Wednesday, September 12, 2007

Poolish Starter ... Bread, A Slipper So To Speak ... Ciabatta

What is a poolish starter? Basically it's the same ingredients used to make bread, but it's left to sit for awhile to ferment, giving it great flavor. It's practically impossible to have the same flavor with using one. The following recipe makes two large slippers.

2 1/2 cups flour
1 1/2 cups water @ room temperature
1/4 teaspoon instant yeast

all of the poolish
3 cups of flour
1 3/4 ts salt
1 1/2 tsp yeast
6 - 8 tbs water milk or buttermilk can also be used

In a medium bowl, combine all the poolish ingredients and mix well to be sure the flour is fully hydrated. Cover bowl with plastic wrap and set aside for 3-4 hours to ferment, or until the sponge becomes bubbly and foamy, doubles in size.
Immediately refrigerate.
A Poolish will keep for up to 3 days in the refrigerator.

Remove the poolish from the refrigerator at least 1 hour prior to making the bread.
Either by hand or using a mixer whisk together the flour, salt and yeast.
Add the poolish and 6 tablespoons of the water.
Mix until ingredients begin to form a sticky ball. (You may have to keep scraping down the dough, it's pretty sticky.)
Now the dough should be very soft, wet and sticky, and stick to the bottom of the bowl.
Sprinkle enough flour onto the kneading surface to make a bed.
Using a bowl scraper or spatula dipped in water, transfer the sticky dough to the bed of flour and begin using the stretch-and-fold method.
Lightly spray the top of the dough with water, dust with flour, and loosely cover with plastic wrap.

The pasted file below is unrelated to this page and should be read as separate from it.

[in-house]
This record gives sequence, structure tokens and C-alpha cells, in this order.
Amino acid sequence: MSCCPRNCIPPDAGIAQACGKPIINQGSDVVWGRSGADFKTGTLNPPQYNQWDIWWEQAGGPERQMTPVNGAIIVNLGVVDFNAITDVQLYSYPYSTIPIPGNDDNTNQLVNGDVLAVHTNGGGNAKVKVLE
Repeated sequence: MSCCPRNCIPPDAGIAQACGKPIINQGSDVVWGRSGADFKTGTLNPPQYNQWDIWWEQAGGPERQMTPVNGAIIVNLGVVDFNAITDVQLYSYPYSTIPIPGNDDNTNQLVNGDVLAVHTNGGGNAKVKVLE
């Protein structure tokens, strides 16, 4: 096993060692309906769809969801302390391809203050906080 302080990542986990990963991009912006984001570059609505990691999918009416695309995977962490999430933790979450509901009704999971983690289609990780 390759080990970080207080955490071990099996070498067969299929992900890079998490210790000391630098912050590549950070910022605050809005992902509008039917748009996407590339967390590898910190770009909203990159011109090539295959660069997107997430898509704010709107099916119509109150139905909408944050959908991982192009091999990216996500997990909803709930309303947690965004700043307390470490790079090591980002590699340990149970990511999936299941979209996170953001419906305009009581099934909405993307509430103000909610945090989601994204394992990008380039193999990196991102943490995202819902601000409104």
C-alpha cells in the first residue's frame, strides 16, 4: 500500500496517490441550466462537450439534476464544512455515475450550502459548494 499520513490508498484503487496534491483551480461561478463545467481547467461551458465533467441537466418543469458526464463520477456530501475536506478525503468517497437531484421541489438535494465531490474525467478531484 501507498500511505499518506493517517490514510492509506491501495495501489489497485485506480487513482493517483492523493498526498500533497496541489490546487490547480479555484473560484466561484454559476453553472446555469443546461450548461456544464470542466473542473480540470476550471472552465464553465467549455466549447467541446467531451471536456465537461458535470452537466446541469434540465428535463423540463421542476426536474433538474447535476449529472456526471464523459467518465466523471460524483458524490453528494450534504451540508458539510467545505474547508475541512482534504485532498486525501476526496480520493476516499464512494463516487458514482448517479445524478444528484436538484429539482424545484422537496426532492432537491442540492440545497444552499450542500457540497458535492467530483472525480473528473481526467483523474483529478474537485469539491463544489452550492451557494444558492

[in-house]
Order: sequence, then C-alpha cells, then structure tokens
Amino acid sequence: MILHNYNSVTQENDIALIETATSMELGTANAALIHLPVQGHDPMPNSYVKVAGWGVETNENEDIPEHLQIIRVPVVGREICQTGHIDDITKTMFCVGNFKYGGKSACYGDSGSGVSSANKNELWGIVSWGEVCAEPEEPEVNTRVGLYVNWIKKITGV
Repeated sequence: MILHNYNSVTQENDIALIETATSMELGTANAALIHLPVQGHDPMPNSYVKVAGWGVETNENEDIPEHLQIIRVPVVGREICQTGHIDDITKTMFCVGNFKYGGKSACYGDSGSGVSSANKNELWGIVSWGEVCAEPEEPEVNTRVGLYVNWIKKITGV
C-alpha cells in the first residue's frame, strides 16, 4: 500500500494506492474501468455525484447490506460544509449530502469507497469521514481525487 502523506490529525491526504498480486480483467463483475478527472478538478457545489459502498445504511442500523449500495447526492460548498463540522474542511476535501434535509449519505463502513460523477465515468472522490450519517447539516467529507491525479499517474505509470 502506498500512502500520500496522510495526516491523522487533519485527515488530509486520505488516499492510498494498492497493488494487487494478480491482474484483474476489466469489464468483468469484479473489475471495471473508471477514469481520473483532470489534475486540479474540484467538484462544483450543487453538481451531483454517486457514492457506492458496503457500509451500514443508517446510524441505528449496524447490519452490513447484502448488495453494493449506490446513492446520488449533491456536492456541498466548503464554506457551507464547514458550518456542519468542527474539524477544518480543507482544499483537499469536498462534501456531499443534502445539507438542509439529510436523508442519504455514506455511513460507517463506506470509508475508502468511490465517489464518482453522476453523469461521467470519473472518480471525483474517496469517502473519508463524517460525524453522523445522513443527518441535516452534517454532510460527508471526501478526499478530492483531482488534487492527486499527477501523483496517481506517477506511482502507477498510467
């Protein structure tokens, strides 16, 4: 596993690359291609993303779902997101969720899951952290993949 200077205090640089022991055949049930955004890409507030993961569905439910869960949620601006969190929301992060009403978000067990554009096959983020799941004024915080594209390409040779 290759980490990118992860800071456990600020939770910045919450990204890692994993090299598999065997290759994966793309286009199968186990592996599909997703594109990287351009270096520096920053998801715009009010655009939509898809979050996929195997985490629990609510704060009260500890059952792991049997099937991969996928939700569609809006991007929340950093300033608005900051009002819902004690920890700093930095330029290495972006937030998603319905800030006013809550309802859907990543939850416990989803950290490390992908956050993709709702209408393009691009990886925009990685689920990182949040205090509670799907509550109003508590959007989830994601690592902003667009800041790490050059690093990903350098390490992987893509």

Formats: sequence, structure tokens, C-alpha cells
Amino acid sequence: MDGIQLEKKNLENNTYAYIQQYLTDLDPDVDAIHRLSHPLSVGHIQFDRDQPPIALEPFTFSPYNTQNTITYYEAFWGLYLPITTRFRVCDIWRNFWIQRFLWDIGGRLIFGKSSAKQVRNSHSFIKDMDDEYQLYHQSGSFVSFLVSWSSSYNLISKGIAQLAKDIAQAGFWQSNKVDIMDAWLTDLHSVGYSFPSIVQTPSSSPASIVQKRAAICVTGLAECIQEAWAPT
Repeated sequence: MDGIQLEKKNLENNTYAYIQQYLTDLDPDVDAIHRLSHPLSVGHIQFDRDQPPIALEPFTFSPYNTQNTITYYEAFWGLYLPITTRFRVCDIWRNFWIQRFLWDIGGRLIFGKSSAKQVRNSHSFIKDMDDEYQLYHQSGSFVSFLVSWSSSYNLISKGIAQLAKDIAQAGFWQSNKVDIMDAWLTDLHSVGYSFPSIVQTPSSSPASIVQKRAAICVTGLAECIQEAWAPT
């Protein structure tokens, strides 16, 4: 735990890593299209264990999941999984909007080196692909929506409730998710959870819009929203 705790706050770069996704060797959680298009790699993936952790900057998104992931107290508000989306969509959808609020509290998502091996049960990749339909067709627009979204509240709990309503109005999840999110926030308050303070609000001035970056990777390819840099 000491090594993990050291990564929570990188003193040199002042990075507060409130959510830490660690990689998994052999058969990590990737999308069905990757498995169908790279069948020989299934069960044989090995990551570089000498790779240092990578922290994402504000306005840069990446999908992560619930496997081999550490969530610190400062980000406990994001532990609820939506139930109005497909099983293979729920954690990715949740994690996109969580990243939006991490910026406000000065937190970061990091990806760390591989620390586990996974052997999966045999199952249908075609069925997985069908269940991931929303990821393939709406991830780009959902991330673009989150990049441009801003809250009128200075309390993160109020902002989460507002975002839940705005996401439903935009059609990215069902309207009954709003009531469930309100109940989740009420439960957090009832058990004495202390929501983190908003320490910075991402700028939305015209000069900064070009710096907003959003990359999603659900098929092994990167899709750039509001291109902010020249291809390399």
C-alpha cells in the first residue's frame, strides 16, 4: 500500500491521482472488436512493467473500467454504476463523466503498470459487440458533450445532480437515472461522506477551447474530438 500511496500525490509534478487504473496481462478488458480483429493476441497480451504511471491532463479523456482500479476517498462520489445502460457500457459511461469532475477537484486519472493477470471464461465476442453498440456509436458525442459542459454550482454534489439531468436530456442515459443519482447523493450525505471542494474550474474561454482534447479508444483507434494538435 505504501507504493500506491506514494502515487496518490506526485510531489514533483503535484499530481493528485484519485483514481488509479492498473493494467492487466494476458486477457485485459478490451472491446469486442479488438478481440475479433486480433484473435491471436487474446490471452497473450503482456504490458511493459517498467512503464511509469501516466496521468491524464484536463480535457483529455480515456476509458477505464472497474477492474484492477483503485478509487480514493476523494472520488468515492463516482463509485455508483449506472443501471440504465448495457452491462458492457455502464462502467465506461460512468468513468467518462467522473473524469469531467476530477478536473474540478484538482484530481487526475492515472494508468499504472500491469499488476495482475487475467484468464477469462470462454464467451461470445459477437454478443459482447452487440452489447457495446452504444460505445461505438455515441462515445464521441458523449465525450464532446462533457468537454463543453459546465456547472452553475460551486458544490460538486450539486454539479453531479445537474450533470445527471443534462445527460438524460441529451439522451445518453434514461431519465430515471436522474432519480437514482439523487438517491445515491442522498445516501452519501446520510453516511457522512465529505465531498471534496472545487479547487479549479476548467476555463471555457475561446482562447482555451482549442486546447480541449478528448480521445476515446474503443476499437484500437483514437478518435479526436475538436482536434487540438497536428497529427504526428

Let dough rest 30 minutes, then repeat the stretch-and-fold process again. Mist with spray oil, dust with flour and re--cover.
Allow dough to ferment on the counter for 1-1/2 to 2 hours. It will rise noticeably.
Carefully remove the plastic from the dough and shape the dough, putting them onto backing sheets that have been dusted with cornmeal or semolina. If you will transfer using a peel, dust it.
Again mist the dough with water and dust with more flour.
Cover clean kitchen towel. Rise for another 45 to 60 minutes.
While the loaves are rising preheat your oven and baking stone if you should have one to 500.
Place the loaves into the oven---either directly onto the baking stone or else bake the loaves directly on the sheet pan.
Use the steam baking method for the first minute of baking, then reduce the oven temperature to 450 degrees and set timer for 15-20 minutes (depending on your oven and the way it bakes).
Check half-way through the baking for uneven browning---if so, rotate the loaves 180 degrees and finish baking.
The bread should register 205 degrees in the center and should be golden in color---the flour streaks will also give it a dusty look.
Transfer the bread to a cooling rack and allow to cool at least 45 minutes before serving.


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